BlogHer Keynote Luncheon with Elisa Camahort Page and Jory Des Jardins

Conference Event: 

Keynote Luncheon
Elisa Camahort Page
Jory Des Jardins

Could you introduce yourself and tell us about how you started?

In February 2005, BlogHer founders Lisa Stone, Elisa Camahort Page and Jory De Jardins launched a conference for women who blog. That conference has grown into an amazing network of women.

Before BlogHer, Elisa worked in the high-tech marketing industry. After years of successfully climbing the corporate ladder, she found herself discouraged with her situation. “In a period where the company I worked for was laying off employees, I found that I was a bit depressed…Depressed that I wasn’t laid off.”

Elisa decided to take a break from her career to regroup and figure out what she wanted to do. It was then that she started a blog where she talked about a little of everything. Restaurant reviews, movies, politics and just her opinion in general.

After starting her blog, Elisa sent a copy of a restaurant review over to a couple of her former co-workers. When visiting the restaurant later on, she encountered about a dozen of her co-workers -- they had all read the post and decided to check things out!

“It was at that point I realized that there was something more to blogging. It would be a great marketing tool,” she said.

BlogHer happened for me because I was willing to take a risk and trust that everything would work out. Well, that and perhaps a little serendipity.

Around the same time Elisa’s journey to BlogHer was taking place, Jory was also working in the corporate sector -- in the publishing industry.

“I enjoyed starting a blog,” Jory said. “It was my opportunity to be the writer I always wanted to be and I didn’t have to convince anyone to pick up my work.”

What was the first six months of BlogHer like?

Elisa explained that in the early days, BlogHer wasn’t actually a company. “We weren’t actually incorporated when we did the first conference. We all pitched in a little bit of everything -- sponsors, planning logistics, speakers.”

It was after the success of the first conference that the women realized that there really was something to this business now called BlogHer.

It’s a success now, but it was 18 months before we quit our jobs and transitioned to full-time work on BlogHer.

“There’s a different sort of energy and intensity when you are relying on a business to cover your bills,” Elisa said.

The group also had to decide if they wanted to run the show as a small lifestyle business or infuse it with capital, which is the direction they took in the end.

The group hired a lawyer, drew up papers and planned for the long term in an effort to take things seriously and present things seriously.

“We planned to take this seriously,” Jory said. “So it made sense for us to set things in motion and plan for our success.”

How does BlogHer function? What does it mean when you go to someone’s blog and you see a BlogHer button?

BlogHer isn’t just a conference; today it’s a flourishing business that runs advertising, pro-active campaigns, custom events and brand ambassadorships.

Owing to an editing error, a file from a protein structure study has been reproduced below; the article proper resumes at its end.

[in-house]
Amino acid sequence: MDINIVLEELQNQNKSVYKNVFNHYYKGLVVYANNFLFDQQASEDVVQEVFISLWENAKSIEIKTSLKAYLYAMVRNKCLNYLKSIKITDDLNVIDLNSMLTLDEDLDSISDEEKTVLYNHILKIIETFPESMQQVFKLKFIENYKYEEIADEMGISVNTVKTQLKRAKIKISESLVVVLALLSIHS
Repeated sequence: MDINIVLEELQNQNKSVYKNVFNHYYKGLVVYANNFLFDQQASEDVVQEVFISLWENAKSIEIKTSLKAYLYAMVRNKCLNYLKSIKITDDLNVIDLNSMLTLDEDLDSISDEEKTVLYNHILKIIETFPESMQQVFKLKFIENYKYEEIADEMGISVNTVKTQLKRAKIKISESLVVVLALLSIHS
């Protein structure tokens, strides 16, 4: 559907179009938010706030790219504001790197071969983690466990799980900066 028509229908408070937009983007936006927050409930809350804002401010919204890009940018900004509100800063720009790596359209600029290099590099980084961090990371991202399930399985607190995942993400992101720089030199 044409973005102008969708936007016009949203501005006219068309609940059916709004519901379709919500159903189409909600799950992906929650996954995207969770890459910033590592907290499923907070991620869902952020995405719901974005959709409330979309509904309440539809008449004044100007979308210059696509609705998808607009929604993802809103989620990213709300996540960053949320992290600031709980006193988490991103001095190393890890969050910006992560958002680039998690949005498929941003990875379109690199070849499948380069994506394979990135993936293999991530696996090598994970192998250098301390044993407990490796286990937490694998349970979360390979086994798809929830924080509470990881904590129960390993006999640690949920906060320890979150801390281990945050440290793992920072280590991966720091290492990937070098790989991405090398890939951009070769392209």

The organization reviews and selects blogs based upon their categories and the advertisers they are working with. It’s also proactive to make sure it’s a mutually beneficial relationship.

Bloggers, in part, determine the types of advertising that will be showcased on their own blog. For instance, Elisa is a vegan and doesn’t have children. There are a number of ads that just wouldn’t be a positive fit for her site. She has the ability to proactively determine what products and/or brands she would prefer not to have associated with her writing.

Do you find that you are advising the advertiser?

At this point, advising clients is a part of doing the business. “We find it to simply be a step in our process,” Jory said.

When did you find yourselves ready for outside financing?

We started looking at investors and capital when we had a network of about 150 bloggers and approximately one million unique hits.

The decision was in large part, market driven. “No one had been paying attention to women who blog. It was hard to get traction initially, but we found that people were happy to meet with us and provide advice and even a little money,” Jory said.

The women have learned that if you want money, ask for advice. If you want advice, ask for money.

In 2006 people really started to pay attention and realize that there was money to be made in this area.

The women needed to move forward. They knew it would be detrimental to everything they had worked for if they allowed someone else to pick up and run away with the idea of working with female bloggers.

“We needed to be able to relax and focus on the business and stop people from jumping over us. That’s what really sent us into full-time work,” Elisa said.

The women had a plan and they moved forward. To this day they advise entrepreneurs to have a written plan and develop a believable story.

The business has grown and so have the tools. Today, BlogHer encompasses more than just blogging.

Elisa shared that a writer’s social media presence is like a solar system and the blog is their sun. “You don’t have to be on every platform. You should use the ones that work best for you, but be aware of the rest.”

Often we hear about best business practices. What are the worst practices that you’ve encountered?

The biggest mistake an entrepreneur can make is not treating your business like a business.

How do you ask for what you’re worth?

Research has shown that women hate to talk about money. They would rather talk about sex on their blogs than money.

One way to determine worth is to go ask someone else. Women are very willing to share and give advice.